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28 May 2024

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Navigating the future of digital money

Industry experts talk to Sophie Downes about why we need digital currency and what work needs to be done by the industry to implement it

If the shift from credit cards to smart wallets and cryptocurrency tells us anything, it is that digital forms of money are changing.

Digital currencies are not a wholly new concept; as consumers, we pay with digital money all the time. If we forget our credit card, we also have the option of our Apple watches, or smart wallets 鈥 transactions that relegate cash to something rather antiquated and awkward.

鈥淭his generation doesn't interact or pay like our parents. They don't transact like our parents. So why would they want to make the payments that our parents used?鈥 poses Jovi Overo, director at BaaS, Unlimit.

Yet, the impetus in the finance industry is to move beyond this even further. The new orders of the day are stablecoins, central bank digital currencies (CBDCs), and the possibility of a central bank-backed digital Euro, offering further possibilities for both the retail and wholesale sides of the financial ecosystem.

Amid the buzzwords and excitement, it is important to ask the question: why do we need these digital currencies, and what work has to be done within the industry to adopt them?


An obvious benefit to digital currency is its efficiency.

鈥淲e are in a global world that is very fast moving,鈥 says Overo. 鈥淭hat also extends the need to make quicker payments, to have instant settlements, and to increase speed efficiencies. That is a huge advantage right now for any organisation that can deliver it.鈥

He is well positioned to comment on this space. Unlimit鈥檚 BaaS solution 鈥 Overo鈥檚 self-proclaimed pride and joy 鈥 enables any business or brand to offer financial services to their consumers.

Overo鈥檚 role is multifaceted, spanning business development, products and marketing. 鈥淚t's a challenge,鈥 Overo admits, 鈥渁nd I enjoy that鈥. His enthusiasm even extends to the t-shirt he wears, on which 鈥楤orderless Possibilities' is emblazoned.

The word 鈥榩ossibility鈥 reverberates within this discussion, reflecting an industry that is still investigating what forms digital currencies might take.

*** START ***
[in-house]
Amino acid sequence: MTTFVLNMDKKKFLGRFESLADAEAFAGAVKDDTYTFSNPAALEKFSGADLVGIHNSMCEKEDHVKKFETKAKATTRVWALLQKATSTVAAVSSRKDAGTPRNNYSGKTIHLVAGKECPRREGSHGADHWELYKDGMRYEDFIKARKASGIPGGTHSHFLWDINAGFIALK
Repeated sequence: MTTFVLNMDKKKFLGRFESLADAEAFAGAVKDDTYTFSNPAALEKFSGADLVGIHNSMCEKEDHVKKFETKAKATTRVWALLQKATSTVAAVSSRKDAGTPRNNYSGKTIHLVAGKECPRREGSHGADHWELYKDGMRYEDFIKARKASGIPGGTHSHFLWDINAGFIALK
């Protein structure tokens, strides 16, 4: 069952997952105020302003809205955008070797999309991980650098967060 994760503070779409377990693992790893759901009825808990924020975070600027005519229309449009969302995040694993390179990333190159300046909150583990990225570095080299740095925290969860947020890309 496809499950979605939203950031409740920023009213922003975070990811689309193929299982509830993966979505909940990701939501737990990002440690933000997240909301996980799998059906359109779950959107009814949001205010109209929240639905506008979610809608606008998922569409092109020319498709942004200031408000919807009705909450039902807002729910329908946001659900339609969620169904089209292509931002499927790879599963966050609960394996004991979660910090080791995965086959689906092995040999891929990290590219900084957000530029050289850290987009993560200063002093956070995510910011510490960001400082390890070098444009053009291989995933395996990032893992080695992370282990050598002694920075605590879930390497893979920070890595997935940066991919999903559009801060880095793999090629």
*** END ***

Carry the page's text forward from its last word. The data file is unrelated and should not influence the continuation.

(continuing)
Such thought is central to the work of the Digital Pound Foundation, a trade association working with banks, non-member firms and other trade associations, to develop an ecosystem and community around digital money.

鈥淭here's a perception that money and payments are digital 鈥 but what they aren't is digitally native,鈥 explains Jannah Patchay, policy and strategic lead at the Digital Pound Foundation.

Like Overo, she places a significant focus on the possibilities that digital currency brings to the industry, particularly in overcoming the current inefficiencies that traditional financial systems may operate with.

She adds: 鈥淚t gives us the opportunity to tear up all of the assumptions that we currently have around constraints on money and payments, and look at the requirements of what we need in terms of settlements now, and in the future.鈥

Stablecoins and CBDCs

As highlighted by Securities 麻豆影视传媒 Times coverage of the Digital Assets Forum in April 2024, the various forms of digital currency are subject to much debate and scrutiny.

The forum covered the various use cases of digital money across retail and wholesale centres, as well as highlighting inherent challenges in adoption. What quickly became evident was the vast amount of work needed across the industry to actually make these changes happen.

As a participant at one such panel, Overo provoked discussion by advocating for the use of stablecoins over CBDCs. Admitting to being in the minority, he expands upon his point in our call: 鈥淔or me, stablecoins are not just a preference, but a strategic choice.鈥

He describes how CBDCs are still fundamentally tied to traditional infrastructures and regulatory challenges, while stablecoins provide flexibility and rapid deployments. As the name suggests, they also pose a more stable alternative. Since they can be pegged to a currency like the US dollar, or to the price of a commodity such as gold, they offer more anchored options, particularly compared to volatile crypto markets.

Ultimately, however, Overo is strategic. 鈥淲hen you look at the option of CBDCs versus stable coins, it's all about using the right tool for the right job 鈥 with scalability and adaptability in mind.鈥